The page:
James Brown- 2018 Candidate Questionnaire
Running for: Urban County Council- District 1
A native of Lexington, Ky., James is a graduate of Paul Laurence Dunbar High School. He is happily married to his wife, Charmayne of 20 plus years and they have three children. James’ previous employment include stints at Lexmark and GTE, before beginning a career in the automotive industry, working for 13 years at the Toyota Motor Manufacturing plant in Georgetown, Ky. After that, James made a career change becoming a full-time real estate professional, selling both residential and commercial property for United Real Estate. Councilman Brown has been representing the 1st District since April 2015.
1. Do you support prioritizing infill/redevelopment as Lexington’s primary growth strategy? Under what circumstances would you support expansion of the Urban Services Boundary or Rural Activity Centers?
I do support prioritizing infill/redevelopment as our city’s primary growth strategy. I support the concept of the city’s development of a new process to determine long term land use, which should help as a tool in deciding when and where expansion should occur in Lexington.
2. What specific recommendations do you have to protect the character and context of existing neighborhoods while diversifying our housing stock to meet the needs of our community?
I recommend that developers make contact with community members to learn about the character and history of the neighborhood. Use those opportunity to get a better understanding of the housing stock that may meet the needs of the community.
3. What specific recommendations do you have to address Lexington’s affordable housing issue?
I recommend that the city identify a dedicated funding source for the affordable housing fund in addition to gradually make increases to the fund in order to reach recommended funded levels. Another recommendation would be to intentionally disperse affordable housing options through out our community in attempts to prevent over saturation in areas.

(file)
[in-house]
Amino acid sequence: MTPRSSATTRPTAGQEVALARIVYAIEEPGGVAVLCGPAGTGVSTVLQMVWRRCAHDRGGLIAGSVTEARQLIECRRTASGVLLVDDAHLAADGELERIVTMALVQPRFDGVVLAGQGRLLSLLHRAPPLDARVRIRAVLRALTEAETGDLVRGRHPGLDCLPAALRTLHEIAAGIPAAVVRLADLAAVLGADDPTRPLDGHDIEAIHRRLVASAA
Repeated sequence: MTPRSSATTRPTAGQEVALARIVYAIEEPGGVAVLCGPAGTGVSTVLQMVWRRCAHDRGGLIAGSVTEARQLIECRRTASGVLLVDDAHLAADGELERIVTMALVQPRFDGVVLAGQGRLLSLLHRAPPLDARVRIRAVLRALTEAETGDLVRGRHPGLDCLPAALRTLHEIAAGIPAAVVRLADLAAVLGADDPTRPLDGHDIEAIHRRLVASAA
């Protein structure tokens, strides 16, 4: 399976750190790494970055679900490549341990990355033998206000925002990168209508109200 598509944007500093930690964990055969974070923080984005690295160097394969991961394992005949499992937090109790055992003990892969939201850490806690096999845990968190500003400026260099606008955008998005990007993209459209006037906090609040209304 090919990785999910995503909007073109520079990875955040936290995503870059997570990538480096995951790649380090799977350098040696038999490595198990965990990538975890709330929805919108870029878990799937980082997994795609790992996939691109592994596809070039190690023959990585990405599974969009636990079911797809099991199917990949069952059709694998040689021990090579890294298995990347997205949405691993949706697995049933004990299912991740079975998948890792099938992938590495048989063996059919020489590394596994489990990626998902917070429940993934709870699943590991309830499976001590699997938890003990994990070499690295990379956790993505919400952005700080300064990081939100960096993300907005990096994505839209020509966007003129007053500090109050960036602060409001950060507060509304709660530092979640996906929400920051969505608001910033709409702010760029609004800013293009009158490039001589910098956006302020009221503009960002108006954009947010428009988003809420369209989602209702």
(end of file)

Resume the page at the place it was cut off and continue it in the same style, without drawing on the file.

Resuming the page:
4. The number of households headed by someone aged 65 or older is projected to increase significantly over the next decade and beyond. What specific recommendations do you have to meet the needs of our growing senior population?
Our city needs to explore zoning options that allow for auxiliary elder/senior dwelling flexibility in our current neighborhoods. Create incentives for developers to build or re-purpose smaller, accessible and affordable units to accommodate our growing senior population.
5. Do you support an annual funding allocation for Lexington’s Purchase of Development Rights Program (PDR)? Please list your specific ideas to support the continued strength and growth of our agricultural and tourism industries.
I have in the past and will continue to support Lexington’s PDR Program. In regards to tourism the city should look for opportunities to partner with Horse Country, Keeneland, Red Mile and VisitLex to promote our signature horse racing heritage. LFUCG, Fayette Alliance in conjunction with CLEX should collaborate on a true annual report outlining the economic impact of the agriculture industry in Fayette County.
6. Citizens have noted frustration with traffic congestion. What are your specific ideas to address traffic congestion?
The city and state both need to widen roads where amenable. Enhancing our public transportation system can provide another option to travelers. Expanding our trail systems and creating more bike lanes will give our citizens alternative ways to navigate our city and reduce traffic congestion.
7. The 2018 Comprehensive Plan for Lexington includes a goal to create “a new process for determining long-term land use decisions” involving the Urban Services Boundary and Rural Activity Centers. If you support the creation of this new process, what are some of the elements that should be included?
I support the creation of this new process. I think the new process should include fact base indicators that can be used to prompt discussion about the Urban Service Boundary. Another element that should be included is a form of measure that is in place to prevent the potential of too much residential density and undesirable development.
8. What is the biggest challenge facing your district? What are your specific recommendations to address that challenge?
One of the biggest issues facing the 1st District are the negative impacts on vulnerable neighbors in communities that are experiencing revitalization. My current recommended approach as the current Chair of the Neighborhoods in Transition Task-force is to evaluate neighborhood redevelopment in Lexington, with expectations that the Task-force will recommend policy changes and programs to protect long term residences.